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    Number of drivers in household

    Having more drivers in your household will increase your total premium, but you can also lower your rates per driver if your insurer offers a multi-driver discount. Similarly, being a homeowner can reduce your premiums if you bundle your policies.

    coupleL icon

    Marriage status

    Marital status also impacts your rates as single people tend to pay more than married drivers. Three states — Hawaii, Massachusetts and Michigan – ban the use of marital status as a rating factor.

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FACTORS YOU CONTROL TO LOWER CAR INSURANCE RATES

To lower car insurance rates, focus on these controllable rating factors:

  • Maintain a Clean Driving Record: Avoiding accidents and traffic violations can significantly reduce your premiums.
  • Choose a Car With Lower Insurance Costs: Opt for models known for safety and low repair costs.
  • Increase Your Deductibles: Opting for higher deductibles can lower your monthly premiums.
  • Improve Your Credit: A better credit history can lead to lower insurance rates.
  • Take Defensive Driving Courses: Some insurers offer discounts for completing approved driving courses.

Taking advantage of all possible discounts will also help you drive down rates immediately. Pay-per-mile car insurance is also ideal for drivers who don’t drive often but need to maintain coverage.

How to Save on Car Insurance

Shopping around, bundling your policies and stacking discounts can save you hundreds of dollars in car insurance costs.

    workplace icon

    Shop around for quotes

    Regularly compare insurance quotes from different providers to ensure you're getting the best rate. Providers offer varying rates, so shopping around can lead to savings.

    homeInsurance icon

    Bundle insurance policies

    Bundling auto insurance with other policies like home insurance often leads to discounts. Insurers reward multiple policies under one account with reduced rates. Most major insurers offer home and auto bundles.

    barChart icon

    Increase your deductibles

    Opting for higher car insurance deductibles reduces your insurance premium. It means you'll pay more out-of-pocket in an accident, but your monthly costs will be lower.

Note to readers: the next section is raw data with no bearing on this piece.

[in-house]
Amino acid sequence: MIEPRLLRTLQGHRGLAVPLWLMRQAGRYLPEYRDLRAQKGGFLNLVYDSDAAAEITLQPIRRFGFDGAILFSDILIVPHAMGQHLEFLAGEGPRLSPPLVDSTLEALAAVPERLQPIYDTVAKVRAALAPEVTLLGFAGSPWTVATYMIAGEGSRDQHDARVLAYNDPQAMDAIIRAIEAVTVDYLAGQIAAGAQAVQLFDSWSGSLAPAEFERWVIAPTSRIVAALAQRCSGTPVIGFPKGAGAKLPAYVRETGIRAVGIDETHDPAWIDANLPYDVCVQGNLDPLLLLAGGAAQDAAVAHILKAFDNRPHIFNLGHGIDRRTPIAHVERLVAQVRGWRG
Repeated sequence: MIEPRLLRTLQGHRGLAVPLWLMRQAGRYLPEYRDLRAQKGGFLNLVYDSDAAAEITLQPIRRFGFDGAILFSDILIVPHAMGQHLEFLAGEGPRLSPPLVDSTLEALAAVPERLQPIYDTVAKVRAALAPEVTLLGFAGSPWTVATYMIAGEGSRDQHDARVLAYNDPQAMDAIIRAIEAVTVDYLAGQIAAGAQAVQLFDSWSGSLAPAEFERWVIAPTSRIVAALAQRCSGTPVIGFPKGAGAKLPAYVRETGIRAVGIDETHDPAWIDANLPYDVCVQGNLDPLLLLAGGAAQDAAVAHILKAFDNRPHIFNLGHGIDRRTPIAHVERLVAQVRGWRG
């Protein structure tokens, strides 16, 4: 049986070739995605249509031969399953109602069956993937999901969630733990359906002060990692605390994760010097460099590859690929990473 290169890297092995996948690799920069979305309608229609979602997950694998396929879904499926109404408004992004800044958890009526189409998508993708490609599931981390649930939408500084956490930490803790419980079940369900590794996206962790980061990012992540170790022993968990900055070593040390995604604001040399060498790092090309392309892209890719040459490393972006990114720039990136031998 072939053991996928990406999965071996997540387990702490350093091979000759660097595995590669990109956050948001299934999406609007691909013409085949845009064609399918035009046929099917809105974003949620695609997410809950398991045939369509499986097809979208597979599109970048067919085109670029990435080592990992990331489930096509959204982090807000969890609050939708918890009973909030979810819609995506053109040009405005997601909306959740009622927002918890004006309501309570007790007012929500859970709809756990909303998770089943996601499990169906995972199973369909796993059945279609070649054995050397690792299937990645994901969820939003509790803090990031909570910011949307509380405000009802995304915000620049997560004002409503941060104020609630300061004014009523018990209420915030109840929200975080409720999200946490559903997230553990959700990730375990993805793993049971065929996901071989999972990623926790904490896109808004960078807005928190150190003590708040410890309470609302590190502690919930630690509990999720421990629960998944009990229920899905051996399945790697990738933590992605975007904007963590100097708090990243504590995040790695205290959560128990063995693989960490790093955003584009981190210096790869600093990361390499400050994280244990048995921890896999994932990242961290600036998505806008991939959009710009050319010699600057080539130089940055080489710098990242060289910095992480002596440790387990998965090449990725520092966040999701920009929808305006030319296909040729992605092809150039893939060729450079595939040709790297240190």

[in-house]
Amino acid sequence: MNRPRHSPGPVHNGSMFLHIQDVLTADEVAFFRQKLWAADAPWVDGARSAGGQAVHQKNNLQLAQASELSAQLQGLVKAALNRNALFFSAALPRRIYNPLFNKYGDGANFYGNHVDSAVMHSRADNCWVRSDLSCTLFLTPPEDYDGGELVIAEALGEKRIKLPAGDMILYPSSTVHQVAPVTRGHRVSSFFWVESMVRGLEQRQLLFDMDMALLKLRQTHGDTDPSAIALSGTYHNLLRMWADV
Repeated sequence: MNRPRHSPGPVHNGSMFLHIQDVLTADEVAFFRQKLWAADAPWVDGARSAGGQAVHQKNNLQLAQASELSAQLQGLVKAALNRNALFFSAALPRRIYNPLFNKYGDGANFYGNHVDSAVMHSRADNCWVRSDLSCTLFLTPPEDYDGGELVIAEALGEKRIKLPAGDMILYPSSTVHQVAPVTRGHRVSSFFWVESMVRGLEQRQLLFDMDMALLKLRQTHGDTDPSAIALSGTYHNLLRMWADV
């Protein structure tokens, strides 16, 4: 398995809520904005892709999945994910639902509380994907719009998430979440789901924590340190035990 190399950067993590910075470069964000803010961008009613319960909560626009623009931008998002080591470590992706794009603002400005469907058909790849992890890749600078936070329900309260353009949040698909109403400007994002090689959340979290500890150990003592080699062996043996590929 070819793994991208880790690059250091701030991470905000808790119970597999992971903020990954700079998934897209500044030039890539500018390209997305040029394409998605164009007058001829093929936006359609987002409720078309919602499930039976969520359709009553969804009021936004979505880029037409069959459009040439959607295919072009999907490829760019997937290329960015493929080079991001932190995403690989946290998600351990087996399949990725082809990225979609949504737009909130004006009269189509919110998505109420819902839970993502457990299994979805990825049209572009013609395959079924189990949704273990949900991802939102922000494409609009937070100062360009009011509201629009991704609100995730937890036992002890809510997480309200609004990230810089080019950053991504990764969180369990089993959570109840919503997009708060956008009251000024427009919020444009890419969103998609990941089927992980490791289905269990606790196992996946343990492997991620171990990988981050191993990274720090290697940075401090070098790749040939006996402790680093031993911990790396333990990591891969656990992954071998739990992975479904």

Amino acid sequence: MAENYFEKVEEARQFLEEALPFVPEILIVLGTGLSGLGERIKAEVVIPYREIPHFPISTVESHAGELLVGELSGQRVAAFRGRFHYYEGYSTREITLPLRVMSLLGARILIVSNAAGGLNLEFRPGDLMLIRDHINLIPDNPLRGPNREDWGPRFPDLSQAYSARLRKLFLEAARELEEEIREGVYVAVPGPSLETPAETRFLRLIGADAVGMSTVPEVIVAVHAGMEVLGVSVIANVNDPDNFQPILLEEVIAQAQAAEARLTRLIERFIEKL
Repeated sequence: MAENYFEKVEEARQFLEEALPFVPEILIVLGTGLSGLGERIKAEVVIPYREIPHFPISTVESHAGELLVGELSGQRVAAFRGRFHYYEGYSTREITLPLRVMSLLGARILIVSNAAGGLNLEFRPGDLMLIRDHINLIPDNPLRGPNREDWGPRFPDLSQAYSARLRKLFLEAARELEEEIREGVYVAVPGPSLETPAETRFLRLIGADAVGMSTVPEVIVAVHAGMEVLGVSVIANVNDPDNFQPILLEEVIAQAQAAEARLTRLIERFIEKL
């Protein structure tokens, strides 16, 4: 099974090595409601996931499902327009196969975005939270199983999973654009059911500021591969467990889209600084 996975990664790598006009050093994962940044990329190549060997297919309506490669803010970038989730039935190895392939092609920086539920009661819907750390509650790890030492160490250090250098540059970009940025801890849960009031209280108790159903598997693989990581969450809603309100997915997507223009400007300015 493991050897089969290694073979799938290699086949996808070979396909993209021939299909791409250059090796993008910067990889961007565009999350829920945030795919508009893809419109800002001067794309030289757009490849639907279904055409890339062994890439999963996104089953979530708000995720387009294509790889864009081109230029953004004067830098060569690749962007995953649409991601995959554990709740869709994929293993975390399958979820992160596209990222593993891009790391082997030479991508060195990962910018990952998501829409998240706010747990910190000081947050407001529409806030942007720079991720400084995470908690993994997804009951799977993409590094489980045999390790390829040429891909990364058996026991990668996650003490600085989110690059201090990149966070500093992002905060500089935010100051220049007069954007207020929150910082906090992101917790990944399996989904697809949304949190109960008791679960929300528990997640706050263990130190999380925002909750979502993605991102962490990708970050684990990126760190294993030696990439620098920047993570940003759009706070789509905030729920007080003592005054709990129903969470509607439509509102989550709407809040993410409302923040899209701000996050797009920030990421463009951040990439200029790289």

points icon

    Maintain a clean driving record & improve your credit

    Safe driving over time can significantly lower your rates. Avoiding accidents and traffic violations shows insurers you're a lower risk.

    Additionally, insurers often use credit history to determine rates. A better credit record can qualify you for better rates, as it indicates financial responsibility.

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    Take advantage of discounts

    Many insurers offer various car insurance discounts, such as for good driving, being a good student or having anti-theft devices in your vehicle. Always ask about available discounts.

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    Reduce coverage on older vehicles

    As a car ages, its value decreases. You might not need full coverage on an older car, and reducing coverage can lower premiums.

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    Use telematics programs

    Some insurers offer programs that track driving habits and reward safe driving with lower rates. This can be particularly beneficial for drivers with a record.

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    Attend a defensive driving course

    Completing approved driving courses can lower rates, especially for drivers with a record. In some states, it might shorten how long an offense stays on your record. However, if you have SR-22 or FR-44 insurance, a driving course will not lower your rates for the duration of the SR-22 term.

    seatbelt icon

    Drive a car with safety features

    Vehicles equipped with safety features like airbags and antilock brakes often qualify for lower insurance rates due to reduced injury risks.

Expert Advice: Factors That Influence the Cost of Auto Insurance

  1. Why does the average cost of car insurance change so much depending on what state you live in?
  2. My insurance rates seem much more expensive than average. What factors could be driving that?
  3. Insurance companies give me very different quotes. Why is the average cost of car insurance so different between insurance companies?
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FAQ About the Average Cost of Car Insurance

MoneyGeek addressed some of the most commonly asked questions on this topic to provide more insight into the average cost of car insurance in the U.S.

How much is car insurance per month?
Who pays most for car insurance?
Is car insurance higher for expensive cars?

About Devon Delfino


Devon Delfino headshot

Devon Delfino is an independent financial journalist covering topics in finance and marketing for six years. Her personal finance reporting has been featured in publications such as the L.A. Times, Teen Vogue, Mashable, MarketWatch, CNBC and USA Today, among others.

Devon earned a Bachelor of Science degree in Journalism from Boston University.